14. Romans 11:33“…How inscrutable are His judgments and how unsearchable are His ways.” Found in Judith 8:14.
  15. 1 Corinthians 10:20“…they sacrifice to demons, not to God…” Found in Baruch 4:7.
  16. John 14:6“Jesus answered, “I am the way and the truth and the life. No one comes to the Father except through me.” Found in Sirach 24:25.

Let’s summarize.  We have 3 Jewish groups, maintaining 3 collections of Hebrew Scriptures. They are as follows:

1. Sadducees (Levites) wrote the Septuagint dating from around 247 BC

2. Essenes (Levites) held the Dead Sea Scrolls dating back before the time of Christ

3. Pharisees held the Masoretic Texts, assembled in the 1st/2nd Centuries AD, missing the Deuterocanonical Books.

But, even though we have reads scholarly opinion that the Septuagint and the Dead Sea Scrolls are the oldest known and longest, near-matching collections Jewish Scriptures, they would not used as the Scriptural foundation for Rabbinical Judaism.  Both of those collections of Scriptures are older and more complete than the Masoretic Texts of the Pharisees that would be assembled in the 2nd Century as the Hebrew Bible.  The fact that modern Judaism does not use the complete  likely is an effect of the Roman responses to Jewish revolts where many Jews were killed.  By the 2nd Century AD, only the Pharisees would survive the 1st Century because they would not be wiped out by the Roman rulers who went on to utterly crush the religious sects of the Sadducees and Essenes.

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Now, lets look at a Biblical Composition Timeline:

3rd Century BC – Greek King of Egypt Ptolemy II Philadelphus, requests 72 elders to translate the Hebrew scriptures, held by the Levite/Zadokite Priests, which document the faith and history of Israel from the Hebrew language into Greek.  The resulting document becomes known as the “Septuagint” or “LXX” which both mean: “The Seventy”. References start showing up to the LXX in the 2nd Century BCE. Ultimately, the Sadducees adhere to this collection of the religious scriptures until the group disappears from history in the 1st Century AD.  

1st Century ADPharisaic (Rabbinical) Judaism rejects the Septuagint as canonical and begins re-assembling the Hebrew scriptures that will become the Hebrew Bible following destruction of the Temple.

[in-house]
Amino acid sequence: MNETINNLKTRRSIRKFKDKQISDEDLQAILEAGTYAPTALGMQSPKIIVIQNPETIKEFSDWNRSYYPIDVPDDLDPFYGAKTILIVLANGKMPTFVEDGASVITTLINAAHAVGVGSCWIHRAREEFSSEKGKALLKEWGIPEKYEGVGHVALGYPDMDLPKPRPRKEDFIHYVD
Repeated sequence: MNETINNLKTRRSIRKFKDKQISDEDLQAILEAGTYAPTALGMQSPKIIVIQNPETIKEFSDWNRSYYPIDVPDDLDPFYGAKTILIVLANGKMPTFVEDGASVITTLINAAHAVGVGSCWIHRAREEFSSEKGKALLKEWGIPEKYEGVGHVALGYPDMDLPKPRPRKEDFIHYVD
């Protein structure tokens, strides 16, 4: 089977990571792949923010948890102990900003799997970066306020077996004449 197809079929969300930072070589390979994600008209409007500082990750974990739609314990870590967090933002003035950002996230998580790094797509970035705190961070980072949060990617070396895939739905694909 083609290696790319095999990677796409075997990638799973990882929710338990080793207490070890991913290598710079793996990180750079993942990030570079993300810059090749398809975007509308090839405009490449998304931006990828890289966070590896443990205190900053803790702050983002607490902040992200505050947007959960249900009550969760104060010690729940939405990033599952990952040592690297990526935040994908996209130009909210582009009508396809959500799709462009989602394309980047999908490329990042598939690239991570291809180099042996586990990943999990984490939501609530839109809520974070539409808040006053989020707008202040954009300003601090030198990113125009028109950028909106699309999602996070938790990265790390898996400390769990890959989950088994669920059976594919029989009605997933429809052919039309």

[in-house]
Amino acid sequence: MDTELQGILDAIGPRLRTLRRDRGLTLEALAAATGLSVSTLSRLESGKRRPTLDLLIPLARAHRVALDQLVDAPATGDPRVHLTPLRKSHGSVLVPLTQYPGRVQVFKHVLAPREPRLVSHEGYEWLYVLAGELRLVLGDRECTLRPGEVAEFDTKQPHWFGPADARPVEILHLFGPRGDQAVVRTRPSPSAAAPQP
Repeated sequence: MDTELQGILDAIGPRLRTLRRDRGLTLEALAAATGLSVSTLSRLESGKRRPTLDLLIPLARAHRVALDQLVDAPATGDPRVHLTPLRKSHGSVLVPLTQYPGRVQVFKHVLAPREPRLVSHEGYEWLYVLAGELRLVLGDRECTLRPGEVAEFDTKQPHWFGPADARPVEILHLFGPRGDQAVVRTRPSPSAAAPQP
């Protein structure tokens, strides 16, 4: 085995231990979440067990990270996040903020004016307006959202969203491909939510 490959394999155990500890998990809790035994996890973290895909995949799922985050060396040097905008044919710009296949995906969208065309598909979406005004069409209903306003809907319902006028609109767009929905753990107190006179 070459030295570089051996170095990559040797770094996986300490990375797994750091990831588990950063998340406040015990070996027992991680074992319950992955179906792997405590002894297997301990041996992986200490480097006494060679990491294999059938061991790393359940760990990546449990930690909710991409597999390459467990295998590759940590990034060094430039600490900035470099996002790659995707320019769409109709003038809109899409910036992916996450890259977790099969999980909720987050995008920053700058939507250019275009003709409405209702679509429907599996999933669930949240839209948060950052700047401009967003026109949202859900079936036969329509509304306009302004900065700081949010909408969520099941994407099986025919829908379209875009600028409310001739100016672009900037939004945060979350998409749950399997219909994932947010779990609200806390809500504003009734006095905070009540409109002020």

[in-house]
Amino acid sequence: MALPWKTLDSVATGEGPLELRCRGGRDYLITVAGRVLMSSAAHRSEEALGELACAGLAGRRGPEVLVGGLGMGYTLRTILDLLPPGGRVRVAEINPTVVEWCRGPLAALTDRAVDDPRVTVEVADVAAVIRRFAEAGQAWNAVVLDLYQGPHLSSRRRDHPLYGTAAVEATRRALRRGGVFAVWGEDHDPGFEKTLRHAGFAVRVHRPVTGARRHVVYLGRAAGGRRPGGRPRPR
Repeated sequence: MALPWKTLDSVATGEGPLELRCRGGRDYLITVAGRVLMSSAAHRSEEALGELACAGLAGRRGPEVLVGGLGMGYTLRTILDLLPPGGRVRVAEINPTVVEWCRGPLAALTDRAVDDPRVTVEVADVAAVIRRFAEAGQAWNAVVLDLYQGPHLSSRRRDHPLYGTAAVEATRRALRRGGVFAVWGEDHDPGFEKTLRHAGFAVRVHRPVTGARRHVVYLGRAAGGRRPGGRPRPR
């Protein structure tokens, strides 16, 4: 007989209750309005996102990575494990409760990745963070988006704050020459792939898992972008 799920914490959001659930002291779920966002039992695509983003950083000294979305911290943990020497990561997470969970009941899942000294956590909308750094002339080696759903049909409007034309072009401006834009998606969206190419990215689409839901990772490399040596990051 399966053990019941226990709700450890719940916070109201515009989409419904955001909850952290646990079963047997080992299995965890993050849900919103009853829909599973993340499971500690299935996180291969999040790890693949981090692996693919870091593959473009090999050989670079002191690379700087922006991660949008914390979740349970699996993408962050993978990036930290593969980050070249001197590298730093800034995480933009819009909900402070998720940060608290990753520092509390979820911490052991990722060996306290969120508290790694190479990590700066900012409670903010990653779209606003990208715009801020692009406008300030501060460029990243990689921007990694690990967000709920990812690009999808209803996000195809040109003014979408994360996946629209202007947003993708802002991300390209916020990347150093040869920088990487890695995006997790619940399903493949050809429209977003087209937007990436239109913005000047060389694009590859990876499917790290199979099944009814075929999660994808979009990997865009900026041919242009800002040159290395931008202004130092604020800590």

Prior to 147 AD – Translation of the Hebrew Bible into Greek, from the assorted, collected scriptural texts is completed by Aquila of Sinope.

c. 150 ADJustin Martyr recites multiple verses in his Apology that are verbatim with the scriptures of what would become the New Testament.  And, Justin writes in his Dialogue with Trypho that the Pharisees were attempting to modify the scriptures away from their original meaning:

“I am far from putting reliance in your teachers, who refuse to admit that the interpretation made by the seventy elders who were with Ptolemy [king] of the Egyptians is a correct one; and they attempt to frame another. And I wish you to observe, that they have altogether taken away many Scriptures from the [Septuagint] translations effected by those seventy elders who were with Ptolemy, and by which this very man who was crucified is proved to have been set forth expressly as God, and man, and as being crucified, and as dying” – , Dialogue with Trypho the Jew, Chapter LXXI, 161 AD

c. 170 AD – Debate over the composition of the bible is seen with Melito of Sardis & the Muratorian Fragment.  Influence of the Pharisees is seen here where the Hebrew Bible list is used as opposed to the LXX.

c. 189 AD – First mention of the 4 Gospels together by name by Irenaeus in his work Against Heresies, Book 3, Chapter 11, Paragraph 7

c. 200 ADTertullian advocates inclusion of 1 Enoch into the Scriptures. (In the 20th Century, we would learn that the Dead Sea Scrolls contain the books of Enoch and Jubilees.)